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It is a very different thing to have rights-of-way over somebody else's property, then it is to cause damage to that particular piece of property.
A rights-of-way does not give a right to cause damage. Therefore, anybody exercising a right of way, that causes damage along that right-of-way (to the true owners land) must rectify it or pay the costs of rectifying it.
The same principle applies to causing a mess on it, in that that may amount to a common law nuisance, which is in no way hindered by the fact that they have the right to cross the land.
You could, therefore, bring an action in respect of any damage, and secondly bring an action nuisance in relation to any mess that is caused.
I see you have rated bad service and as yet, you have not engaged with me. Can I ask why you think the service is bad please?
I thought there might have been a techincal problem, so thank you for clarifying that.
As to whether you can revoke the grant for this reason - no. You cannot. However, it might be that when properly construed by what the meaning/intention of the grant was, that it does not cover the types of machinery now being used. This might be a tenuous argument, but it comes down to what is actually written into the terms of the grant itslef.
The grant is generally benefitting the landowner, not any particular person, but needless to say, should only be used by those owning the land (or lawfully in possession of it). In your case, he will probably just say that he is doing this for him mother, who has requested him to do so - which is likely to be a good enough answer to this.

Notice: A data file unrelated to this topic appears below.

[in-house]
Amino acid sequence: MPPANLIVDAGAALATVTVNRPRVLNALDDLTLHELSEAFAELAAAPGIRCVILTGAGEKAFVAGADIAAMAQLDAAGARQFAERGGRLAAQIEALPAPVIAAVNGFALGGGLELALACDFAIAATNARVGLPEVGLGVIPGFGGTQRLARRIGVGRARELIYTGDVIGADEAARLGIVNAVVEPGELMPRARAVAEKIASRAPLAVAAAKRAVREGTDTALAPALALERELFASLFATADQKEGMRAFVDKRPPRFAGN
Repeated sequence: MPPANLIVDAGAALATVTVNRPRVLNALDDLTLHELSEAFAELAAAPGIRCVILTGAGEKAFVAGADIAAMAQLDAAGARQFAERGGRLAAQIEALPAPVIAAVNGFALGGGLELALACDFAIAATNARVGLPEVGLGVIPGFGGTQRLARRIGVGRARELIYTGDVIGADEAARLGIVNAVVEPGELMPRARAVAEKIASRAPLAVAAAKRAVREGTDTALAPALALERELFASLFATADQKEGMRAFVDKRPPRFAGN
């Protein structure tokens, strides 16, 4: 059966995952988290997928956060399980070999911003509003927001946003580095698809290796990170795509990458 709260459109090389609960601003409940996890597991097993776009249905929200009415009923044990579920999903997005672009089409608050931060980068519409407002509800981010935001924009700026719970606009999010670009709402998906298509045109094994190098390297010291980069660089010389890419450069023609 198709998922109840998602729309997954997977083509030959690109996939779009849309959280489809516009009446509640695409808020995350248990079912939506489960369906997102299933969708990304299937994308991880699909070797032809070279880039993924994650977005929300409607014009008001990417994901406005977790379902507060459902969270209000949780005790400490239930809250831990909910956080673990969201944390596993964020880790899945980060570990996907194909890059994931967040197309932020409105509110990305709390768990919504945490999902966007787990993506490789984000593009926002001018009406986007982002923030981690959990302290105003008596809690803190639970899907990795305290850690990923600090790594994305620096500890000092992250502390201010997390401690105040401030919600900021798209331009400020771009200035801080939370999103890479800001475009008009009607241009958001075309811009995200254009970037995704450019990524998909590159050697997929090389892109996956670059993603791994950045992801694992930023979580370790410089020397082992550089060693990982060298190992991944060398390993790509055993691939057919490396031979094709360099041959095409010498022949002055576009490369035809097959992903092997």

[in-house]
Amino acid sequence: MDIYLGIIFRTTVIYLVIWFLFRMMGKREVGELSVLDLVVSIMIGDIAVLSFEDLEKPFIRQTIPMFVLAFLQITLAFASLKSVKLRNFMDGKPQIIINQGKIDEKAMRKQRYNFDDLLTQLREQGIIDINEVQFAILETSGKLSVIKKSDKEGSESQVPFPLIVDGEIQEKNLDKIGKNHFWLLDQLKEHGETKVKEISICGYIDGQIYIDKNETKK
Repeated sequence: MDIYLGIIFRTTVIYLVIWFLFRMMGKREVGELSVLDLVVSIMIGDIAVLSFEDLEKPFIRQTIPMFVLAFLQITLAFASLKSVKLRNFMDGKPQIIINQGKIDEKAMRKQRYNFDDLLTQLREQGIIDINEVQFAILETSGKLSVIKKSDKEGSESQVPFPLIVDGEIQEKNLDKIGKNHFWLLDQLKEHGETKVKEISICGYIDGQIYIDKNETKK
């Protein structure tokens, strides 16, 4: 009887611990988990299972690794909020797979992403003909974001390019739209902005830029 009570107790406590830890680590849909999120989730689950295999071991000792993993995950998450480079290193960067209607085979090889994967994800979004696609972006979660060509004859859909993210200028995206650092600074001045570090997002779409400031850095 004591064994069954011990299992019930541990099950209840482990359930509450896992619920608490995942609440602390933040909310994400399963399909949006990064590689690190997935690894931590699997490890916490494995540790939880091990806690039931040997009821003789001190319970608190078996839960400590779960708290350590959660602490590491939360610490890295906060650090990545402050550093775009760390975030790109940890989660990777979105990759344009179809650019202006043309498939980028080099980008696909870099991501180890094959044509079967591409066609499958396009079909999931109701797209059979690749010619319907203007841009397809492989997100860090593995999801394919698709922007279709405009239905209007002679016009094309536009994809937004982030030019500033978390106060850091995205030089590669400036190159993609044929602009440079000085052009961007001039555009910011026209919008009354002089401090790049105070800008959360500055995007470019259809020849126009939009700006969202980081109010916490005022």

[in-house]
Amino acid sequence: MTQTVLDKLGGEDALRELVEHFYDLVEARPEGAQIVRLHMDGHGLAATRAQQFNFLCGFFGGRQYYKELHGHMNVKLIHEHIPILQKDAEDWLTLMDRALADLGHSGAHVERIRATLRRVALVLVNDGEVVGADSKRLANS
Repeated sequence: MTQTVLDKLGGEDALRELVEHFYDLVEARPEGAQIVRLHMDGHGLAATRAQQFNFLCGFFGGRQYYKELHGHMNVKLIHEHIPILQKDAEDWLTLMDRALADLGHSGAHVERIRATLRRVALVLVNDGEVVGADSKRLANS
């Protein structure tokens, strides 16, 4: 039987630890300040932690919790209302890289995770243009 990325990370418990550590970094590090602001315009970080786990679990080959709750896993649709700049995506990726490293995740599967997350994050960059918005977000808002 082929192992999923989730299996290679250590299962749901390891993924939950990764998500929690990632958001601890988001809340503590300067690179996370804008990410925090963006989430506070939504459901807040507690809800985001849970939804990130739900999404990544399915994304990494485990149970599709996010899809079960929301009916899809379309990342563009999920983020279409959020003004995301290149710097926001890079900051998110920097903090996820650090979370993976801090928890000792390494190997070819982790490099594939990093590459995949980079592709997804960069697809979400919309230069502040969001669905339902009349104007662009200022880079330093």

Your better route to resolving this is likely to be to treat the damage/nuisance separately and insist on them making good any damage and/or not causing mess.
Technically, no payment does not entitle you to remove access, you just have to sue for outstanding money due to you. You could just withdraw it anyway, and then you have a claim against them as they would again you - so you would claim against each other.
If you did this then you would hope that there would be a quick deal to be done as you would both be right in brining your claims.